Can I see my children on father’s day?

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With over 2.5 million separated families in the UK in 2022, it is unsurprising that many people seek legal advice about spending time with their child on special occasions throughout the year such as Father’s Day.

What are a father’s rights to see his child?

This is a very common question asked by worried fathers when first seeking legal advice following a separation. The basic answer to this question is that it is the right of the child to have an ongoing relationship with both parents so long as it is safe and in their best interests to do so.

It is firstly important to establish whether you have parental responsibility for a child. Mothers automatically have parental responsibility for a child from birth. Fathers usually have parental responsibility if they are married to the child’s mother or they are named on the child’s birth certificate. A father can apply to the Court for a Parental Responsibility Order if necessary.

Having parental responsibility means that you have all the rights, duties, powers and responsibilities in relation to that child and should consult any other person who also has parental responsibility about the major decisions in the child’s life, including decisions about schooling and medical treatment for example. That includes making decisions about who the child lives with and when they spend time with the other parent.

If you have parental responsibility for a child but do not live with them, it does not mean that you have a right to spend time with them. When parents are no longer living together, it is necessary to decide who the child will live with, when the other parent can see them and how responsibility for the child will be managed.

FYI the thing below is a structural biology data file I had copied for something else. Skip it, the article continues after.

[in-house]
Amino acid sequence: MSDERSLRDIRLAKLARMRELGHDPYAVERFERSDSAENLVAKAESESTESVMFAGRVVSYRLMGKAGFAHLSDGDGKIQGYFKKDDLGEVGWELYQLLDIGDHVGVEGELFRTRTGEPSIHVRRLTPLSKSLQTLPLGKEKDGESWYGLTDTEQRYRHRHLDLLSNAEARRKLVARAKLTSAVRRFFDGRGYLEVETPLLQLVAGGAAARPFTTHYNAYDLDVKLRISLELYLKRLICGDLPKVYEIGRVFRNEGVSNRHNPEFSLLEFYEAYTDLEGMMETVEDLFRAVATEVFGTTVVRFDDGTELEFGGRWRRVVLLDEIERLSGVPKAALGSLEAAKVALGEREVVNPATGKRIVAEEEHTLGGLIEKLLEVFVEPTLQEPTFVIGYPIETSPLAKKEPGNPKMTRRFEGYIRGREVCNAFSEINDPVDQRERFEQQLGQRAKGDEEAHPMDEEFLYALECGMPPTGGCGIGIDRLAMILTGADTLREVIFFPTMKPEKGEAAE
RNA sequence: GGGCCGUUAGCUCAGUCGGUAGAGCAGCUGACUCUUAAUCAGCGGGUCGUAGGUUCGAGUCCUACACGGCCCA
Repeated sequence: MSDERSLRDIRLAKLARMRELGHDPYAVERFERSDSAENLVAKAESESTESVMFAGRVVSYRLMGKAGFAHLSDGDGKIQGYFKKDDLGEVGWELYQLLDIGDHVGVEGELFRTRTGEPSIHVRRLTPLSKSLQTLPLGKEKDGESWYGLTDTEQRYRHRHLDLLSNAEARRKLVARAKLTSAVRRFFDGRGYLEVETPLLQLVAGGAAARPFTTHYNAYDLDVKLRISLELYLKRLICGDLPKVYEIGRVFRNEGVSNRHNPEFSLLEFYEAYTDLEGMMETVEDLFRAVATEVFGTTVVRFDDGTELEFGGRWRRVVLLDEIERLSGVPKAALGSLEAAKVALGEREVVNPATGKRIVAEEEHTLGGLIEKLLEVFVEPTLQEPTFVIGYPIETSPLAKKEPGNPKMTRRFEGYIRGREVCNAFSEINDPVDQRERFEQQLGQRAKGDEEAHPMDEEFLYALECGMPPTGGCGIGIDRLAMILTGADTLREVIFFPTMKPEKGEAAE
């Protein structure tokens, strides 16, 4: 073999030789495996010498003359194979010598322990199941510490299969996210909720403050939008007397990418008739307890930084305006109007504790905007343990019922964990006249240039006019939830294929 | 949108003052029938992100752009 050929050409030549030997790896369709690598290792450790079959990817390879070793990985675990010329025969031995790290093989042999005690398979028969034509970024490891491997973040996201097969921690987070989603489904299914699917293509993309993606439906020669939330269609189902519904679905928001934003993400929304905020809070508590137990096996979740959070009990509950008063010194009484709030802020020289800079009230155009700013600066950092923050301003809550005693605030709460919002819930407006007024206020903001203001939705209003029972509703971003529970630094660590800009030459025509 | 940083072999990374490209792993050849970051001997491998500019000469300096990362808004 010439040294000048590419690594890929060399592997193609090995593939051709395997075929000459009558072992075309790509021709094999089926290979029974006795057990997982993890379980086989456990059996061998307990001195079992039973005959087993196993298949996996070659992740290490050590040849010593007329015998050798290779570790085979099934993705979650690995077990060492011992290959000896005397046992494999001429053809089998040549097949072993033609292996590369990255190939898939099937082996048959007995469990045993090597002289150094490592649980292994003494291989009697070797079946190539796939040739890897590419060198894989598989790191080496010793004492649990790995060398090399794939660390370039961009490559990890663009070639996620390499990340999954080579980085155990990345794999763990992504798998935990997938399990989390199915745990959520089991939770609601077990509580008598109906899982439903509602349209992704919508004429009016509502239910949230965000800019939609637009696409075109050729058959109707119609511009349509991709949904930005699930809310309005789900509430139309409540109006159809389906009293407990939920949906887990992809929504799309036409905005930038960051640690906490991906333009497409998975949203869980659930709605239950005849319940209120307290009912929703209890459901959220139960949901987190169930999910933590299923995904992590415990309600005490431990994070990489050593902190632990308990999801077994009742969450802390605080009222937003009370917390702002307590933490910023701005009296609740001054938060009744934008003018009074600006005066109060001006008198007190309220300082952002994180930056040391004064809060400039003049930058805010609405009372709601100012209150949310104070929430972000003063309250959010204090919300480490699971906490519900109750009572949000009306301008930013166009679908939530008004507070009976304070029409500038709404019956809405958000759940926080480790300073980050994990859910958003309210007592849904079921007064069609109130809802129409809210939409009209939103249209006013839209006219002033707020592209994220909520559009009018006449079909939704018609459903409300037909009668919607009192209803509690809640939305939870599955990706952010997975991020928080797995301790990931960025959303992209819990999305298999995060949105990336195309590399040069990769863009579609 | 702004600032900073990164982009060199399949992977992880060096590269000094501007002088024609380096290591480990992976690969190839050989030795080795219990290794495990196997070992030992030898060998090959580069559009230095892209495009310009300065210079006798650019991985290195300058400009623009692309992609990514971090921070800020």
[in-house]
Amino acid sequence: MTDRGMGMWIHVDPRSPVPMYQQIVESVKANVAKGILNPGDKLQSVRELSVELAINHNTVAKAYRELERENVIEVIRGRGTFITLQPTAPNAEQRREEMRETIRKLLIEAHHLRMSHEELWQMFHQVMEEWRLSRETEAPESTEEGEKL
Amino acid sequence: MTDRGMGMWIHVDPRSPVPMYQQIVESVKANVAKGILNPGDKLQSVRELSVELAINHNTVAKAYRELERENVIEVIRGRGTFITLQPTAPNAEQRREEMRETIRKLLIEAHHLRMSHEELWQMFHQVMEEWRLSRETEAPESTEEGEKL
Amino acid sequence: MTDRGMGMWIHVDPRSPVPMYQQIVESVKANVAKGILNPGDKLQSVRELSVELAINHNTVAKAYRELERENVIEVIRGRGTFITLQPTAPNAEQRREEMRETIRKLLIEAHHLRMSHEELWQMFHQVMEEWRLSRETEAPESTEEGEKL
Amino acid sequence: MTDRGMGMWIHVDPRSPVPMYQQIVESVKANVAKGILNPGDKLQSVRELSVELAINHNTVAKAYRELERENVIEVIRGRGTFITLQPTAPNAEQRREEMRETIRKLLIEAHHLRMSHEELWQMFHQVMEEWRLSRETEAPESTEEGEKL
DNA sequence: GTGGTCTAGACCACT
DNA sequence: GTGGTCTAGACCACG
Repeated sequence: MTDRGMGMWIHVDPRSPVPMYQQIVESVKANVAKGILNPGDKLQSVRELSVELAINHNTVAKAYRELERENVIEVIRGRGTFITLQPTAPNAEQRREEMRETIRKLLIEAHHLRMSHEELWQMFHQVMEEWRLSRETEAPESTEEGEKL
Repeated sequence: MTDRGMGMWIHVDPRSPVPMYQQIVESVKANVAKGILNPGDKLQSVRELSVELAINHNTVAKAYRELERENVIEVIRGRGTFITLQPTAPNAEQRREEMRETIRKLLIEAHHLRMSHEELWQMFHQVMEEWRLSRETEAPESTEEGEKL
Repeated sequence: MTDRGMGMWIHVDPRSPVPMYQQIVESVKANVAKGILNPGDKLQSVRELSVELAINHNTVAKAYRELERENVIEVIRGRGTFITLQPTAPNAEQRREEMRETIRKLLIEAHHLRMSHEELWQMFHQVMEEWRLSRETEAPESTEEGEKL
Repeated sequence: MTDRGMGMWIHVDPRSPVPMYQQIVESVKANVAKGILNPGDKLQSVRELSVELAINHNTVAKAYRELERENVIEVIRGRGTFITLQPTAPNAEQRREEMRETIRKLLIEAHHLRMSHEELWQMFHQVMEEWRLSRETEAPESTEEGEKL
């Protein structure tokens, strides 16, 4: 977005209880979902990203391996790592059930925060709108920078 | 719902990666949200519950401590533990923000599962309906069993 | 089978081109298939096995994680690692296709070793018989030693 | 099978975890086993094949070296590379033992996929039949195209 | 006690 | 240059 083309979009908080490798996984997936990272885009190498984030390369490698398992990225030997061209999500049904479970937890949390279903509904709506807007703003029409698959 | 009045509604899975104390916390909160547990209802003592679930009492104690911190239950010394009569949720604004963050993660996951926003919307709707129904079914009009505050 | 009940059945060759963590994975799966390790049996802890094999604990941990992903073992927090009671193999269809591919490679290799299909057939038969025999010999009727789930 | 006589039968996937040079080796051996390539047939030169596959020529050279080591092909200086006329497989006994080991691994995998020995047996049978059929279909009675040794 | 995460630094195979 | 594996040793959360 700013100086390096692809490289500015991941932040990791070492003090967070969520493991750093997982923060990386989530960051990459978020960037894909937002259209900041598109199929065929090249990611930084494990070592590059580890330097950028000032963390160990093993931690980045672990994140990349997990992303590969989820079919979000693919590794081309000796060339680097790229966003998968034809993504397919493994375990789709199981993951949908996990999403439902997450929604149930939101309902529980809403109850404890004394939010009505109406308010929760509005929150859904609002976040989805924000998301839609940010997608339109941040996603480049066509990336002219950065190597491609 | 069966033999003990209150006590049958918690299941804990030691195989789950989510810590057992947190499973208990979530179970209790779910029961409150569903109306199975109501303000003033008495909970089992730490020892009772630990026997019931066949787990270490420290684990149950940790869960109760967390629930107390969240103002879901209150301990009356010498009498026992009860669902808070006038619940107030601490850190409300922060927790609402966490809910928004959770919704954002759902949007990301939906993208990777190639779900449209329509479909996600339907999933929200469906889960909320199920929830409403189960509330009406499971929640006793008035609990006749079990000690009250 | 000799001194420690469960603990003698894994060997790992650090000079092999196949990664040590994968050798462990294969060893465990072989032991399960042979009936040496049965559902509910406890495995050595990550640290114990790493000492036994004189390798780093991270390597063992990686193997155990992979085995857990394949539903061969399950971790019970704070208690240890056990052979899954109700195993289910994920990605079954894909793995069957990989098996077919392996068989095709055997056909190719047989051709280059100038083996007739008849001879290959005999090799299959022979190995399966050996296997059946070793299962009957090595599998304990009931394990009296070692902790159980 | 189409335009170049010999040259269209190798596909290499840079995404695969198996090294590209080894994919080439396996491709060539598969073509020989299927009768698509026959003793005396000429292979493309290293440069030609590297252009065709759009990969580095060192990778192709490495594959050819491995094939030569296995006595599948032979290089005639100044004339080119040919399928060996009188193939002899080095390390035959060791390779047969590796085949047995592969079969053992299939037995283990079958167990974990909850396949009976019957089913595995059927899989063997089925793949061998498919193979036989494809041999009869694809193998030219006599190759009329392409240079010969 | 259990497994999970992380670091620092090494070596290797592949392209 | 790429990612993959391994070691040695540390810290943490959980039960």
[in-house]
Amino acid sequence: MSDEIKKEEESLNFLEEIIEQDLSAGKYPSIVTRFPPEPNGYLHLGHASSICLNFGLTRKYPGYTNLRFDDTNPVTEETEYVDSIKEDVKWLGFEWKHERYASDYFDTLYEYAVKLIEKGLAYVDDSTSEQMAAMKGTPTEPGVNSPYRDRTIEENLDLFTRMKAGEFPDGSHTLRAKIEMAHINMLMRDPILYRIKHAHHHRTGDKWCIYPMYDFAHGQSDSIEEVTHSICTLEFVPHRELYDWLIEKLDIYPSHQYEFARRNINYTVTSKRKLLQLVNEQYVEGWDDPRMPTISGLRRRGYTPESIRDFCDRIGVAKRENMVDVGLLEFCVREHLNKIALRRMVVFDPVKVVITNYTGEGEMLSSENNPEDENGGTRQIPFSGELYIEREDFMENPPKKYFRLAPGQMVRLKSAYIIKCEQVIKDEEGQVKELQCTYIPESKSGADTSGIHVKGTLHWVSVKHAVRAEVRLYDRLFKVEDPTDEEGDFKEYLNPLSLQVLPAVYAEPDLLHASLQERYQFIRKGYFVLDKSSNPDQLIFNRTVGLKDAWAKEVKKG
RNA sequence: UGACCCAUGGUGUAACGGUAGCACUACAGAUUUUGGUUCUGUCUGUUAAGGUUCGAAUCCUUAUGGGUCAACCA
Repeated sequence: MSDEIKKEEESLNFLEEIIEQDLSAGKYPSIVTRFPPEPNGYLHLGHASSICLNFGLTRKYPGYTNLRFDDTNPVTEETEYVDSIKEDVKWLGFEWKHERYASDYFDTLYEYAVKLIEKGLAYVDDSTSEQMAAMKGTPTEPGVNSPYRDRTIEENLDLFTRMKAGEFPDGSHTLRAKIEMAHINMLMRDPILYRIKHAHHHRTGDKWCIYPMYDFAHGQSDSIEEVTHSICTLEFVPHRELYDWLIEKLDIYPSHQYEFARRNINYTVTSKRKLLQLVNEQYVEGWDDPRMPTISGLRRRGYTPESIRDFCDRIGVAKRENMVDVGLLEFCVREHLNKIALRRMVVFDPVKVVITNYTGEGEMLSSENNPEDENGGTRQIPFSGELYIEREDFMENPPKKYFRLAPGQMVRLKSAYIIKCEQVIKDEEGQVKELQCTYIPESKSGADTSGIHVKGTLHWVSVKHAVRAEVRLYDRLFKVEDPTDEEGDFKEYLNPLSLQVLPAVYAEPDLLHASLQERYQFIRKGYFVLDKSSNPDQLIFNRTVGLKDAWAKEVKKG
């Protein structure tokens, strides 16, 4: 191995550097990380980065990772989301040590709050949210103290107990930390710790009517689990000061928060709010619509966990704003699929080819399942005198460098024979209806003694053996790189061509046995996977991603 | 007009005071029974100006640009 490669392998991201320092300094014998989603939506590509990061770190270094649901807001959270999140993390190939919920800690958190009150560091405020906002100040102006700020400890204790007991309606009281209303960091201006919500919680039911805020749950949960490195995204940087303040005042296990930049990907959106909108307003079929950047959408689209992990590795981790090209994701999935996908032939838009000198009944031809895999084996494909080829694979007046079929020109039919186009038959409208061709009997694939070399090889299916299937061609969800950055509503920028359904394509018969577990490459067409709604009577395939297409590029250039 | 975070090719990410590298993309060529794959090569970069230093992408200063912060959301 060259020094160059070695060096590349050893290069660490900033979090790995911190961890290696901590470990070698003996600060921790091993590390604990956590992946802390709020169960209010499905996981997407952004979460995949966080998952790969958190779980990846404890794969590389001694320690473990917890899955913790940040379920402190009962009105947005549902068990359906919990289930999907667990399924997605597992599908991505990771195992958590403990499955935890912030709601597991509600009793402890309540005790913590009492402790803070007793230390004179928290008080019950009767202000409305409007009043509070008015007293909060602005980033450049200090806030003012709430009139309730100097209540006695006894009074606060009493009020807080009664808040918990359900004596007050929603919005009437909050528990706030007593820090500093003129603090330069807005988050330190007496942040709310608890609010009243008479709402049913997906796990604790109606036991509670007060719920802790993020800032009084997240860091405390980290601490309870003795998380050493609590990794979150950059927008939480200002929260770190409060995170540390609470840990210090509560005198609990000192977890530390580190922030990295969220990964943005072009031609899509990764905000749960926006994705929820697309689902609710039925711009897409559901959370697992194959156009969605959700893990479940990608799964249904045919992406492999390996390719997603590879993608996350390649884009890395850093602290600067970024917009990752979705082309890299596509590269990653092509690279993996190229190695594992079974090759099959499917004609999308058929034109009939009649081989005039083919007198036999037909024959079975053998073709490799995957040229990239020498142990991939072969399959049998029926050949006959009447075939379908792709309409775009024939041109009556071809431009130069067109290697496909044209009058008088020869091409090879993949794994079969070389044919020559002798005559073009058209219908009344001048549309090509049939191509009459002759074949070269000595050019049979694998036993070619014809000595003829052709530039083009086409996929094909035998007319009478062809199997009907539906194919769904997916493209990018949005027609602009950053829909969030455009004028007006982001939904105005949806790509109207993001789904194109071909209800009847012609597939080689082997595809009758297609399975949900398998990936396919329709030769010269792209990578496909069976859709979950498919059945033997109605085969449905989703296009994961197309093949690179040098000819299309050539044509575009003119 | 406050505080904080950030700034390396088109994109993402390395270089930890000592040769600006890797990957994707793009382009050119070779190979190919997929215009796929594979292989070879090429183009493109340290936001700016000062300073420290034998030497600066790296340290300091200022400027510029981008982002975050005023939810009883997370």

If you both have parental responsibility, those decisions should be made together. Parental responsibility is shared 50:50 and you both need to agree on any major decisions or the court needs to make the decision instead. In law, neither parent is able to force their decision on the other.

If one parent does not have parental responsibility, then the parent with parental responsibility has the legal power to make all of the decisions by themselves. But, that does not mean that there is nothing you can do. All of the options we talk about below are still open to you.

Can anyone stop you from seeing your child?

Sadly, we hear all too often how one parent has prevented the other parent from seeing their child. Contact should only be refused where there is a very good reason for doing so such as where the child is likely to be at risk of harm if contact were to take place.

A complete refusal to allow any contact is likely to result in an application being made to the Court for a Child Arrangements Order. Instigating Court proceedings should always be your last resort though if other attempts to resolve the issues voluntarily have proved unsuccessful.

How can you reach an agreement over access to your child this father’s day?

There are various different ways to assist parents in reaching an agreement about the arrangements for not only Father’s Day but also during term-time, school holidays and on other special occasions such as the child’s birthday.

If direct discussions have failed, then you should consider putting forward your child arrangements proposal in a letter to the other parent or making a referral to mediation. An experienced Family Solicitor will be able to offer you advice and assistance in trying to reach an amicable resolution, but if no agreement can be reached then it may be necessary to issue a Court application.


For all family-related matters, you can find more information on our Family Department web pages found here. You can contact us here or by using the contact form on this page and someone will get back to you. Alternatively, you can call us on 01453 847200 to speak with our team.





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